She’s not the messiah. She’s a very naughty girl. Well, I’m sure that’s how she started out. She’s grown-up quite a lot since then and now cracks a big whip, if her polyurethane hot-pantsuit is anything to go by. She can be pretty demanding of her dear old dad and I’m sure it’s always been that way, one way or another. Her sisters, populating the audience and making their boisterous, outgoing presence felt, are likely just as naughty. At least one, Vashti, shares Christa’s penchant for intelligent, bitingly satirical burlesque, in the prewar Berlin mould.
They like to frock-up. And frock-off, when the mood takes them, just as Christa used to do when she fronted Machine Gun Fellatio (front being the operative word). By contrast, Mrs Hughes seems the very picture of good-natured, come-what-may serenity. Surely there can’t be much left to shock her. I doubt her daughters have overlooked anything. No stone of the sex, drugs and rock ‘n’ roll lifestyle is likely to have gone unturned. Of course, it’s not exactly rock ‘n’ roll anymore. Christa has, for some time, teamed-up with her increasingly hard-of-hearing, 79-year-old, staunchly Catholic, box-banging father, to fashion their own brand of blues. 21st-Century Blues. What else? They’ve even recorded an eponymous album. It’s backbone is classic ’20s and ’30s tunes.
A case in point is the song that all but opened the first set: Good Time Flat Blues, originally recorded, if I’m not mistaken, by the Texas Nightingale, pianist and singer Maggie Jones (‘though she was born Fae Barnes, in Fort Worth) who, in just a couple of years (not even), between August, 1923 and April, 1925, recorded no less than 38 songs. Given that vintage, she was a contemporary of the mother of the blues, Ma Gertrude Rainey, and the woman who became the highest-paid black artist of the 20s, Bessie Smith. And let’s not forget (no relations, to the best of my knowledge) the first lady of the blues, Mamie Smith; the distinctive, sweet-voiced ‘queen of the moaners’ Clara Smith, and Ethel Waters, who sang with the likes of Basie. Good company to be in. Jones was famously backed by Louis Armstrong, on cornet, and Fletcher Henderson. Good Time Flat Blues, written by jazz pianist Spencer Williams (who wrote Basin Street Blues and later teamed with Fats Waller) and the, I believe, unrelated Clarence Williams, a jug-player and hustler, is regarded as her masterpiece and was recorded on December 17, 1924.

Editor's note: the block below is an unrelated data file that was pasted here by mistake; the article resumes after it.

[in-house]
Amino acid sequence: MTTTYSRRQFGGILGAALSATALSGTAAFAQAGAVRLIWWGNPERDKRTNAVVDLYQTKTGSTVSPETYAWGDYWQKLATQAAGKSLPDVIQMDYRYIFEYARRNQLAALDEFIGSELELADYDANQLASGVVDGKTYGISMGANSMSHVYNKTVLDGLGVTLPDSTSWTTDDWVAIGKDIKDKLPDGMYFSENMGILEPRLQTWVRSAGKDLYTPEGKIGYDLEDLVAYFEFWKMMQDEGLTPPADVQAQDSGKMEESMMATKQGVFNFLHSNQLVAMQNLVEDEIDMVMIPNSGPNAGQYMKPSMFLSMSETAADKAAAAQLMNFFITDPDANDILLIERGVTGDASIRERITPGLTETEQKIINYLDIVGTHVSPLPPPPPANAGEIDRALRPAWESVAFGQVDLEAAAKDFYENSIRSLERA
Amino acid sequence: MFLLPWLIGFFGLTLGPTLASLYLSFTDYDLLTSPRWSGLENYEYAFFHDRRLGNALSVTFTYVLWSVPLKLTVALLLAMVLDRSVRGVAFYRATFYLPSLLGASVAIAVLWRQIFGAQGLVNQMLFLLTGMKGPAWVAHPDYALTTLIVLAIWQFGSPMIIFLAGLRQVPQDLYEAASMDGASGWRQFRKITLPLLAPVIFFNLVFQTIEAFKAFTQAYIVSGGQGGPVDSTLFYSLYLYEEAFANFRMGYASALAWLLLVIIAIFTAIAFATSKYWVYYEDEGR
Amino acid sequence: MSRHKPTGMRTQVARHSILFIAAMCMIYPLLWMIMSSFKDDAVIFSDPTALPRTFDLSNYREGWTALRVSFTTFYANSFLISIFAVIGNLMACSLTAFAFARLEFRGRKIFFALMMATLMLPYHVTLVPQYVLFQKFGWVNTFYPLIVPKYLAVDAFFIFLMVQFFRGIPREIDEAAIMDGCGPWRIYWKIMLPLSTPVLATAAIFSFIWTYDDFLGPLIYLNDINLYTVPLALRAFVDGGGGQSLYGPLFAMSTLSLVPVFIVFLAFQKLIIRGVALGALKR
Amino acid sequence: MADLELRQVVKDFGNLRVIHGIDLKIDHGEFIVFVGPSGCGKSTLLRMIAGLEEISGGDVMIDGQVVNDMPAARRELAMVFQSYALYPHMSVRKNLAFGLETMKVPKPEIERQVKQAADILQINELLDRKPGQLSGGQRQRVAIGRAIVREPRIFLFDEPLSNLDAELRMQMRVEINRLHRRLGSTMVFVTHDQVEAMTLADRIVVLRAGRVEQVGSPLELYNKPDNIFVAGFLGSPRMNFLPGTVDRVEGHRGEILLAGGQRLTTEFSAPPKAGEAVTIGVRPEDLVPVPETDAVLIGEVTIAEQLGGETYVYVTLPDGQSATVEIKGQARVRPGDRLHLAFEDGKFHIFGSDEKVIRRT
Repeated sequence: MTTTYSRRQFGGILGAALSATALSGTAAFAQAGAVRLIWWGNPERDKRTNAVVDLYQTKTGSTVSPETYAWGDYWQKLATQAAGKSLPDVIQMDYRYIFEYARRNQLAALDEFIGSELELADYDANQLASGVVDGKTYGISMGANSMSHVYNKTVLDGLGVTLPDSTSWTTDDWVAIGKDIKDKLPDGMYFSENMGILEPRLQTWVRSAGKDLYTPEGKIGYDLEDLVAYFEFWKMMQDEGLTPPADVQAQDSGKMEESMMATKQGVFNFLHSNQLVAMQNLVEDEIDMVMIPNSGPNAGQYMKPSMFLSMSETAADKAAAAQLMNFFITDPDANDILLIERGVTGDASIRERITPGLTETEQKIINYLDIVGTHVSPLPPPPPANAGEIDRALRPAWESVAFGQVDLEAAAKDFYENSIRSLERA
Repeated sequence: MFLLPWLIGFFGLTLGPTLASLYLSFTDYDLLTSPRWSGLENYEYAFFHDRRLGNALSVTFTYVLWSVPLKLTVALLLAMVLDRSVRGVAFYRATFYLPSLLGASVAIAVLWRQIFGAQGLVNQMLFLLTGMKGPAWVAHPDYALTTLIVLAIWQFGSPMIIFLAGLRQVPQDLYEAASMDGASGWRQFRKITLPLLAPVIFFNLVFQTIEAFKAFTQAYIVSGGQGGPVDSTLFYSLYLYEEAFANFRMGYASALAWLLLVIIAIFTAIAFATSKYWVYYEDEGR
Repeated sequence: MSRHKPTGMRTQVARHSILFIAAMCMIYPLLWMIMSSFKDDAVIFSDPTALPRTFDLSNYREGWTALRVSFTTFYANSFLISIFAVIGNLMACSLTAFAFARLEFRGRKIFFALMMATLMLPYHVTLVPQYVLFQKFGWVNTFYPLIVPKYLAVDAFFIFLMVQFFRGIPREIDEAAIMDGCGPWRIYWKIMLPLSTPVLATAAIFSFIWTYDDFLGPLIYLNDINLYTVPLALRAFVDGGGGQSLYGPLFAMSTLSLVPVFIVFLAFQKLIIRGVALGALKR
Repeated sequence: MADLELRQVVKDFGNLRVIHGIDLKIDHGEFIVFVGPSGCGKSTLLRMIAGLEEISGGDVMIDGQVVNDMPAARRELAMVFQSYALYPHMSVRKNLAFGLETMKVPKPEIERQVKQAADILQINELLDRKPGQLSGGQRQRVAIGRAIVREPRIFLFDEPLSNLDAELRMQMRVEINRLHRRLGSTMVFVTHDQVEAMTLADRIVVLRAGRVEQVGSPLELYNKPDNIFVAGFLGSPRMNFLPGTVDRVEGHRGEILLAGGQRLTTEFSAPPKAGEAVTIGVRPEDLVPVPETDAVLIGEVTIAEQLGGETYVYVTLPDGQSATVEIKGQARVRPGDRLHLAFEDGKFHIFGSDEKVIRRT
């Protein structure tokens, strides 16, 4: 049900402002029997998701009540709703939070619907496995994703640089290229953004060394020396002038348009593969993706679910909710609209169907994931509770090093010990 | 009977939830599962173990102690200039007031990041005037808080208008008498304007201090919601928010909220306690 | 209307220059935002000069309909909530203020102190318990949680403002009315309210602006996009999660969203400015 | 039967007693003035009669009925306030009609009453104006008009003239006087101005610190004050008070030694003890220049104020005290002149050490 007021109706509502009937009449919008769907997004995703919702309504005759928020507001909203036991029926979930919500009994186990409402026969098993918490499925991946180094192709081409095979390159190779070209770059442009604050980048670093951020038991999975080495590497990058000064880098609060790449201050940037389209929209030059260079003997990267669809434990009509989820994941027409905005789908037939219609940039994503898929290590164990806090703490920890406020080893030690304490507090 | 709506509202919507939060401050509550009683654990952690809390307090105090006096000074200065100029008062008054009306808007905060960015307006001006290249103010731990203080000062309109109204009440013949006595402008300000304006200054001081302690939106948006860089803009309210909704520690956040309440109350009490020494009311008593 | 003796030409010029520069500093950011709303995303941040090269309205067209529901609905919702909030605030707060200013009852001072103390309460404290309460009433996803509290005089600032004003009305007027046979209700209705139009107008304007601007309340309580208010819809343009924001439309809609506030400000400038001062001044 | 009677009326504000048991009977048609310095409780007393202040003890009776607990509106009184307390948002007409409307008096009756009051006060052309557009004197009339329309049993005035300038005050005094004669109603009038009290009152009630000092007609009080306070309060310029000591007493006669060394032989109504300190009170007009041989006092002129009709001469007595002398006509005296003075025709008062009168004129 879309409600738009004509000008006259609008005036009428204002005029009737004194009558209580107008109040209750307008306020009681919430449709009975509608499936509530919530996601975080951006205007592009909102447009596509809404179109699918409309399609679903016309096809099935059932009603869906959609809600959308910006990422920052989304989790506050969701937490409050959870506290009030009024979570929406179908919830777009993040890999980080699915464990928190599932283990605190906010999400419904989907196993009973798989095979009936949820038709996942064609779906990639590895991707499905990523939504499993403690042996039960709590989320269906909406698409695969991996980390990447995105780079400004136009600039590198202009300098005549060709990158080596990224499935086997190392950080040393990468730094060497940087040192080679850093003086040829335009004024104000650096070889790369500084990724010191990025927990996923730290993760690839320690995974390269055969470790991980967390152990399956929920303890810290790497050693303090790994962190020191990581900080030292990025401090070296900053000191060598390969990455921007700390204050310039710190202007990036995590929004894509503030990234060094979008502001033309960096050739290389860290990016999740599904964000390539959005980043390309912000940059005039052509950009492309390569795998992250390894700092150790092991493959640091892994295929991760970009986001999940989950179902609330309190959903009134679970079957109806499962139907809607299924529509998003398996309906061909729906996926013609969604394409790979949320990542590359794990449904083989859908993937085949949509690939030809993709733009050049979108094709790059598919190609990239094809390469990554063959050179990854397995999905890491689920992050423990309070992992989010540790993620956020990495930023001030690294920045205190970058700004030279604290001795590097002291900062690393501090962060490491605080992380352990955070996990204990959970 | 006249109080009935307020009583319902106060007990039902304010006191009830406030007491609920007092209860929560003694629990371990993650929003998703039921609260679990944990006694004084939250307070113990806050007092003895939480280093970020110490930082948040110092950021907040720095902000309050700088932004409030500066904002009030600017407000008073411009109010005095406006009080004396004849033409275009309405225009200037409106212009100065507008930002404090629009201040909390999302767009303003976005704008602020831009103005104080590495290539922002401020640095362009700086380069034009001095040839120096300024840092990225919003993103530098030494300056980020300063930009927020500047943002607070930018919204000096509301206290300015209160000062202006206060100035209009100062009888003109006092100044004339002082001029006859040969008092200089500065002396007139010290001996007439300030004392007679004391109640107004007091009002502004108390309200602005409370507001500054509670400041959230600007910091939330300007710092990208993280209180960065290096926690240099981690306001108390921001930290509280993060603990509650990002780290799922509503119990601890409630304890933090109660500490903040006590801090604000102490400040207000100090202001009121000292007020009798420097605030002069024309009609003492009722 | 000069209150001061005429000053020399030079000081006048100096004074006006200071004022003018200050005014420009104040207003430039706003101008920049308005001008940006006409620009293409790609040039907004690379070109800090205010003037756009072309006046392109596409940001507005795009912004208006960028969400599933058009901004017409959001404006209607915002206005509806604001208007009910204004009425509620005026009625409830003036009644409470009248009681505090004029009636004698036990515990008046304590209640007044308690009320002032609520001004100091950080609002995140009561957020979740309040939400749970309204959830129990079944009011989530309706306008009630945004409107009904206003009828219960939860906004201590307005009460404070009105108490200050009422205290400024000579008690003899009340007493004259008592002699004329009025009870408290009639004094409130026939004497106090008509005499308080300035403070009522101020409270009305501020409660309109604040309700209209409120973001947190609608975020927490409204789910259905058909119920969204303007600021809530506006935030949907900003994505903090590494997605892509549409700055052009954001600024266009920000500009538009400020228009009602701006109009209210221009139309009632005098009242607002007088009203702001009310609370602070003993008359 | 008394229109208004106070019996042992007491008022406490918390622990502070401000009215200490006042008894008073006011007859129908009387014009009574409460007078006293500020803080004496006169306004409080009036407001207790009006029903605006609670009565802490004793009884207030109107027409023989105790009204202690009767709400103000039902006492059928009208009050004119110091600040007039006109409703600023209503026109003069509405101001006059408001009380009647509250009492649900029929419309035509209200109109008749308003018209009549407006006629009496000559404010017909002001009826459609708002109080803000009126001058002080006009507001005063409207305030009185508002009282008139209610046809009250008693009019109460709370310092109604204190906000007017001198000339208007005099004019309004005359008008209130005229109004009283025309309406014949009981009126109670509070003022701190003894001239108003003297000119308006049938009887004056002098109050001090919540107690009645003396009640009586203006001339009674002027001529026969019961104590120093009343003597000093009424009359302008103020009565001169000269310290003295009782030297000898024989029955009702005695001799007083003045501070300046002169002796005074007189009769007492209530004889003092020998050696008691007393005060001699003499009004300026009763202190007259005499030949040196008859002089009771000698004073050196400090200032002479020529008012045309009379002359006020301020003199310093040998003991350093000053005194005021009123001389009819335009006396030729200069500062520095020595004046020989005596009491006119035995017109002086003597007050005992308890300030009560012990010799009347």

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Christa clearly respects the status of the song in Jones’ canon and pays homage in ensuring she renders it no less so. There’s no real question Dick shares the reverence, since he’s a music trivia machine, oral archivist and professional nostalgist, able to cite days, dates and, probably, even times, for famous sessions. And he’s old and accomplished enough to have played on the same stage as Louis and Billie, among countless others. Even though nudging 80, Hughes the elder sits comfortably in Fletcher Henderson’s position, at the piano, too. Meanwhile, Christa has a finely-calibrated, controlled vibrato which trills and thrills, but never spills. It is redolent of the early jazz age and Ms H boasts a clarity, power and purposefulness that rivals the true grit of the original.
The favourable comparison between Jones and Christa needn’t end there, since they would seem to share a mischievous streak: another of Jones’ minor hit recordings was infamously entitled, Anyone Here Want To Try My Cabbage. Jones probably didn’t get anything approaching her share of the credit as one of the pioneering blues singers. The fact is she was one of the top performers of the 20s, had a very attractive voice and a very creditable capacity for sustaining notes; something else almost eerily channelled, if you will, by CH.
I dwell on this one example from the Hugheses, as it typifies the stylistic authenticity of which they’re capable. Their collective magic is in being able to recreate the depth of feeling invested in the originals, while overlaying their very personal stamps. More importantly, one doesn’t detract from the other.